Reconstructuring Dagbang After Many Years Of Intractable Chieftain Conflict: The Role of Dagbang Elite

The story of “Abudu/Andani” being blood brothers has been told and heard too many times and is deservedly clichéd, so there’s no need to bore you by recounting that. After many decades of chieftain conflict in Dagbang, there’s apparent light ready to take over the dark narratives that have befallen one of the oldest Kingdoms in Ghana. At long last, the funerals have been performed and a new King (Yaa Naa) installed. Some have called it a ‘new dawn’. Others say it’s a victory for Dagbang. I say it’s a process that still needs more pragmatic “hands”. Whichever way you look at it, you’ll agree a giant step has been taken towards restoring lost glories. 
My contribution is much more intellectual (even though I trust I’ll contribute in diverse ways to not only restore but also write a new chapter of glory in Dagbang), as I propose reconstructive measures and what roles the elite of the Kingdom can play in the reconstruction. 
Growing up in Dagbang, I on many occasions have witnessed elders who had had no formal education curse some of the Kingdom’s elite for not using their education to help develop the Kingdom but deepen the cracks of chieftain related conflicts or disagreements. That some elders of Dagbang would believe “if you take your son to school for formal education, you’re creating your own enemy and one for Dagbang” tells the extent to which they believe(d) the elite have done more harm than good to Dagbang, in respect of the age-long conflict. You may be surprised by this striking “belief” by these elders, or disagree with same, if you’ve not had the opportunity to have sat with… and heard from them. In all conscience, I do not underestimate their belief, as I believe the elite could have done better, even though a few did their best.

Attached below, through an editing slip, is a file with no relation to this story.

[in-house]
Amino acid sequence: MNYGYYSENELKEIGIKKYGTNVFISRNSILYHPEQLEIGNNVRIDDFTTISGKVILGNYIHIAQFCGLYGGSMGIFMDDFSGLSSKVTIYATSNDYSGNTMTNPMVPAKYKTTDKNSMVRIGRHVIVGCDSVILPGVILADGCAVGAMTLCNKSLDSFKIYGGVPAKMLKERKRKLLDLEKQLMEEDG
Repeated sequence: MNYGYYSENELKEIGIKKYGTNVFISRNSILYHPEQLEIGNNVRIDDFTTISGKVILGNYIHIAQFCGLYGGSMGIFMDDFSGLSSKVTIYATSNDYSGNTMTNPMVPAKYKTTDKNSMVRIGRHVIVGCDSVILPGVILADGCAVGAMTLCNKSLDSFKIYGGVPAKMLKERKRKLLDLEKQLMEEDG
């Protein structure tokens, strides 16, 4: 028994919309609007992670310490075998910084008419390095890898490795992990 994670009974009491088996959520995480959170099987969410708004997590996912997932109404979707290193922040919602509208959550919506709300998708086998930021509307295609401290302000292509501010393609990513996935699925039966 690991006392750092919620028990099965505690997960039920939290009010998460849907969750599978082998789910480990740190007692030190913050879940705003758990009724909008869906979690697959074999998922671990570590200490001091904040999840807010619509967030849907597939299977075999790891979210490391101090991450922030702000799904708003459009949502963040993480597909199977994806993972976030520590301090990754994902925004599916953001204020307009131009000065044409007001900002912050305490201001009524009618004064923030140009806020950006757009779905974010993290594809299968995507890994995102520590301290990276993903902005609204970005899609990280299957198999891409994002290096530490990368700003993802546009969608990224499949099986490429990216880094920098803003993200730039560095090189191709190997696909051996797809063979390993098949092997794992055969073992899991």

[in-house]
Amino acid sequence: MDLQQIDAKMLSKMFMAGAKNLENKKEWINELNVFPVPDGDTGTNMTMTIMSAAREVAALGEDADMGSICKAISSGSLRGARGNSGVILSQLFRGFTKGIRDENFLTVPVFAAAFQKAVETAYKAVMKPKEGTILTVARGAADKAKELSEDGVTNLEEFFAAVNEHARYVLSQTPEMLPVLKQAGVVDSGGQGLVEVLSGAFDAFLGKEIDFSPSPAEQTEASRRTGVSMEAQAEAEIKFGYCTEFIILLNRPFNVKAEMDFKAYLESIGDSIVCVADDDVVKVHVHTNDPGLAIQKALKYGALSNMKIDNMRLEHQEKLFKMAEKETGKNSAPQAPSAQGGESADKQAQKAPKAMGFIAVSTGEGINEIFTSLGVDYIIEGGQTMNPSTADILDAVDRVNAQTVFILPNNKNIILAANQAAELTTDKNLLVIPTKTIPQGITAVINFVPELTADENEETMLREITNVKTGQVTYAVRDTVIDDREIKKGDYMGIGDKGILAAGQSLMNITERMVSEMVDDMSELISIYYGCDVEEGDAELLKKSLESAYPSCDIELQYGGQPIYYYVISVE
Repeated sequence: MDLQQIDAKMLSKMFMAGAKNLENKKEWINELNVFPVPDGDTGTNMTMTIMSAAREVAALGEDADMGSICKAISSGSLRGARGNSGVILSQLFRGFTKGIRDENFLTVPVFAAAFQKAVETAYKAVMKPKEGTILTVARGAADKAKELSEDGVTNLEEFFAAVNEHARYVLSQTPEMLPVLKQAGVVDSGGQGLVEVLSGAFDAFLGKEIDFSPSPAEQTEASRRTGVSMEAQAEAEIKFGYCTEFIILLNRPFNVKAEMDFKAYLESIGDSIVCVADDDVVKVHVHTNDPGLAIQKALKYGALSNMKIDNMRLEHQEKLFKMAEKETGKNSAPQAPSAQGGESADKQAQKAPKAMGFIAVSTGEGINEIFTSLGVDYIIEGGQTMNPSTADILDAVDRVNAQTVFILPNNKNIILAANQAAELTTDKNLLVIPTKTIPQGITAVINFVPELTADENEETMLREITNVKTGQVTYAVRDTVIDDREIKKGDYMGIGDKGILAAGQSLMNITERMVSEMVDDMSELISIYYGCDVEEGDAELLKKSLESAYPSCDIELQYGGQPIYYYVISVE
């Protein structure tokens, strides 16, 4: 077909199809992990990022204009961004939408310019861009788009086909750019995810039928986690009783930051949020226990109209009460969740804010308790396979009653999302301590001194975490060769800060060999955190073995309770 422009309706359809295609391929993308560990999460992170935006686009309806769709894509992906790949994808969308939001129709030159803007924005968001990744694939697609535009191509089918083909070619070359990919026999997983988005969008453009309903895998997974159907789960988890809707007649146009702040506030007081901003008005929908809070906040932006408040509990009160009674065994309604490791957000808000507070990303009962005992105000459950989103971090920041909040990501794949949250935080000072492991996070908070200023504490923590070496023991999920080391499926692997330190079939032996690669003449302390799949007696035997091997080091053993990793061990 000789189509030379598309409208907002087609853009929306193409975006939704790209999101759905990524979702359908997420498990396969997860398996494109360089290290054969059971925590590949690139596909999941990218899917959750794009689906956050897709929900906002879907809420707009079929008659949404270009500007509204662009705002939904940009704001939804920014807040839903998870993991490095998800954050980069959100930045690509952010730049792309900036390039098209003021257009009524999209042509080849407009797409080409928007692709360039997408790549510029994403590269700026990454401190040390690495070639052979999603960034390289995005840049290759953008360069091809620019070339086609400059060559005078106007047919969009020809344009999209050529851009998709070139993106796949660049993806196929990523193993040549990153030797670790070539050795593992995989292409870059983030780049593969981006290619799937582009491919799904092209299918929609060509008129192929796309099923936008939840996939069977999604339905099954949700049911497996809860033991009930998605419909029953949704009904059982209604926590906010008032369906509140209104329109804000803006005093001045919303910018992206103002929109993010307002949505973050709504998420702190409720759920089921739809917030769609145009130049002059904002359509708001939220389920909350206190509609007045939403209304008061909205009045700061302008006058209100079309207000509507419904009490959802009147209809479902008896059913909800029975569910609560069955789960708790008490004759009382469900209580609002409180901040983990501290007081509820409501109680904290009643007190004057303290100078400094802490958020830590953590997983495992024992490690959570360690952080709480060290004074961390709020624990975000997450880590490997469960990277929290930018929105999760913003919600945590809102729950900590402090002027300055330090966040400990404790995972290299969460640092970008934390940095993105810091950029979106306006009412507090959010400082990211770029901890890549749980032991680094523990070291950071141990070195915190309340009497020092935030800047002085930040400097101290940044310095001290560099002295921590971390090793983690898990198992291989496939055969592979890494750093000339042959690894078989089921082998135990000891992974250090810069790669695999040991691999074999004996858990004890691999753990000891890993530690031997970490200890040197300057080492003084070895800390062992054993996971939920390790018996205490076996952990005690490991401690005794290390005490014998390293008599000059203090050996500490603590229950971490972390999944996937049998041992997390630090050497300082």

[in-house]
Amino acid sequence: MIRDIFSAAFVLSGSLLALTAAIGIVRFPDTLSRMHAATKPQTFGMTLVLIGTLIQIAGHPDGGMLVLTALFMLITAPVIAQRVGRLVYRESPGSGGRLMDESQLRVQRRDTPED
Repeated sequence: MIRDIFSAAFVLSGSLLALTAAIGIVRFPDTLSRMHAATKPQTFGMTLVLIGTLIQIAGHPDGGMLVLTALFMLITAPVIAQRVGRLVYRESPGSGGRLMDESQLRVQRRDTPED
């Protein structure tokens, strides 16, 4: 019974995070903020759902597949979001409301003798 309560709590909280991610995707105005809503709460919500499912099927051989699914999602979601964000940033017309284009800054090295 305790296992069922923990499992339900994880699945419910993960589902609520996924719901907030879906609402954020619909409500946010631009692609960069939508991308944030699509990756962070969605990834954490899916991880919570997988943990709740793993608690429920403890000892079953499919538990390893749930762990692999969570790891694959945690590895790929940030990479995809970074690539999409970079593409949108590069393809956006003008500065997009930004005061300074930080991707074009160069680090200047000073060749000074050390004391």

All is not lost. We have reached a stage where we require a reformed elite to reconstruct, for sustained peace, which will lead to massive development and transformation. If yesterday’s had failed, today’s have a solemn responsibility to right their wrongs and we are at an opportune juncture where this resolve must be embraced and fully tested.
Let’s accept that the conflict is not over. Seeds of discord are still buried beneath people’s hearts. There’s still a great deal of mistrust among disputants. There is dissatisfaction among interest groups. Consequently, there is the tendency of brewing structural violence. Losses have been incurred in the cause of the conflict. Many many lives have been lost. Properties have been lost. People have been displaced. Dignity has been lost; and, every loss has come with commensurate socio-economic setbacks. The resolution and management as well as peacebuilding processes have got a way to go and the elite have a role to play. Therefore, questions of how to reconstructively build a prosperous Dagbang cannot be mutually exclusive of the contribution of Dagbang elite. 
It’s time Dagbang elite as (individuals and/or as groups) stepped in to contribute to the healing and reconstruction processes. Networks can be established amongst academics, business men and women, politicians (emphasis – with none partisan objectives), diasporians, students at tertiary institutions, CBOs, etc, to contribute to reconstructing Dagbang. 
There’s the need for massive post conflict engagement in trauma counselling, transitional justice and restoration, community dialogue and building bridges between and amongst groups with deep-seated concerns or dissatisfaction. This must not be left to only government(s), the Committee of Eminent Chiefs and the royal families of Abudu and Andani. The Dagbang elite can in this regard collaborate with relevant institutions to ensure a great job is done. They can provide material resources and expertise to enhance the process.